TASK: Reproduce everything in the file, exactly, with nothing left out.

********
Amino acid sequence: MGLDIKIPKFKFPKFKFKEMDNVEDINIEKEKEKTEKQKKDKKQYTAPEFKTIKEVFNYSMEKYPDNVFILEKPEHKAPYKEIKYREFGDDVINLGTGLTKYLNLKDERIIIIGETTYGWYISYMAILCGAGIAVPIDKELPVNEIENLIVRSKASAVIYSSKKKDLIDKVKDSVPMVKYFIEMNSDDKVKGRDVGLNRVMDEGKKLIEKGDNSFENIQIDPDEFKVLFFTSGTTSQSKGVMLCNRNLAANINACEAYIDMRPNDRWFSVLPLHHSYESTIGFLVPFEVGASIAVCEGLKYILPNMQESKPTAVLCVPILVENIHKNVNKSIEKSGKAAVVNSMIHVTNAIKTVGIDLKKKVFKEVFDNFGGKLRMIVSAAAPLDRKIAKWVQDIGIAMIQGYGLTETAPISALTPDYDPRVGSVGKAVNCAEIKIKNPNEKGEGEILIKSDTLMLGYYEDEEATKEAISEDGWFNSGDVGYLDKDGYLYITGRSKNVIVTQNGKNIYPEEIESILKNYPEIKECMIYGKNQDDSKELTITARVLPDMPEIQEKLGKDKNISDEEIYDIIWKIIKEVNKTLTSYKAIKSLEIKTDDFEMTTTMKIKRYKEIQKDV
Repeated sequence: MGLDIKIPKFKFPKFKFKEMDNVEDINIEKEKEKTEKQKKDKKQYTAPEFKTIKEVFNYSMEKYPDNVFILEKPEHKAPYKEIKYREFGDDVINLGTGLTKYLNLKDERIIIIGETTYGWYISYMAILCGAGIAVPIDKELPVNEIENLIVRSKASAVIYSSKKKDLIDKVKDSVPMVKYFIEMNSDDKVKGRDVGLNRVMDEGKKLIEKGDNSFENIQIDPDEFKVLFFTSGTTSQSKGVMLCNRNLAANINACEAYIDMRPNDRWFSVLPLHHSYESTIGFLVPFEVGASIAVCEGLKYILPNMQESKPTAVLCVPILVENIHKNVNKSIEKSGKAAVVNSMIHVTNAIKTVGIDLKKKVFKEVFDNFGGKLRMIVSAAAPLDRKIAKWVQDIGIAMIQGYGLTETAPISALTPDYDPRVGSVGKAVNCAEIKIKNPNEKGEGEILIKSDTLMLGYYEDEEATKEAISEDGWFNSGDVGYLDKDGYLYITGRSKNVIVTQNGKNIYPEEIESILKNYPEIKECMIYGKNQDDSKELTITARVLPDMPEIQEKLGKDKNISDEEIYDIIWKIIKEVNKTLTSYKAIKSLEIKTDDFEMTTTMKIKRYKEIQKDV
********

Amino acid sequence: MGLDIKIPKFKFPKFKFKEMDNVEDINIEKEKEKTEKQKKDKKQYTAPEFKTIKEVFNYSMEKYPDNVFILEKPEHKAPYKEIKYREFGDDVINLGTGLTKYLNLKDERIIIIGETTYGWYISYMAILCGAGIAVPIDKELPVNEIENLIVRSKASAVIYSSKKKDLIDKVKDSVPMVKYFIEMNSDDKVKGRDVGLNRVMDEGKKLIEKGDNSFENIQIDPDEFKVLFFTSGTTSQSKGVMLCNRNLAANINACEAYIDMRPNDRWFSVLPLHHSYESTIGFLVPFEVGASIAVCEGLKYILPNMQESKPTAVLCVPILVENIHKNVNKSIEKSGKAAVVNSMIHVTNAIKTVGIDLKKKVFKEVFDNFGGKLRMIVSAAAPLDRKIAKWVQDIGIAMIQGYGLTETAPISALTPDYDPRVGSVGKAVNCAEIKIKNPNEKGEGEILIKSDTLMLGYYEDEEATKEAISEDGWFNSGDVGYLDKDGYLYITGRSKNVIVTQNGKNIYPEEIESILKNYPEIKECMIYGKNQDDSKELTITARVLPDMPEIQEKLGKDKNISDEEIYDIIWKIIKEVNKTLTSYKAIKSLEIKTDDFEMTTTMKIKRYKEIQKDV
Repeated sequence: MGLDIKIPKFKFPKFKFKEMDNVEDINIEKEKEKTEKQKKDKKQYTAPEFKTIKEVFNYSMEKYPDNVFILEKPEHKAPYKEIKYREFGDDVINLGTGLTKYLNLKDERIIIIGETTYGWYISYMAILCGAGIAVPIDKELPVNEIENLIVRSKASAVIYSSKKKDLIDKVKDSVPMVKYFIEMNSDDKVKGRDVGLNRVMDEGKKLIEKGDNSFENIQIDPDEFKVLFFTSGTTSQSKGVMLCNRNLAANINACEAYIDMRPNDRWFSVLPLHHSYESTIGFLVPFEVGASIAVCEGLKYILPNMQESKPTAVLCVPILVENIHKNVNKSIEKSGKAAVVNSMIHVTNAIKTVGIDLKKKVFKEVFDNFGGKLRMIVSAAAPLDRKIAKWVQDIGIAMIQGYGLTETAPISALTPDYDPRVGSVGKAVNCAEIKIKNPNEKGEGEILIKSDTLMLGYYEDEEATKEAISEDGWFNSGDVGYLDKDGYLYITGRSKNVIVTQNGKNIYPEEIESILKNYPEIKECMIYGKNQDDSKELTITARVLPDMPEIQEKLGKDKNISDEEIYDIIWKIIKEVNKTLTSYKAIKSLEIKTDDFEMTTTMKIKRYKEIQKDV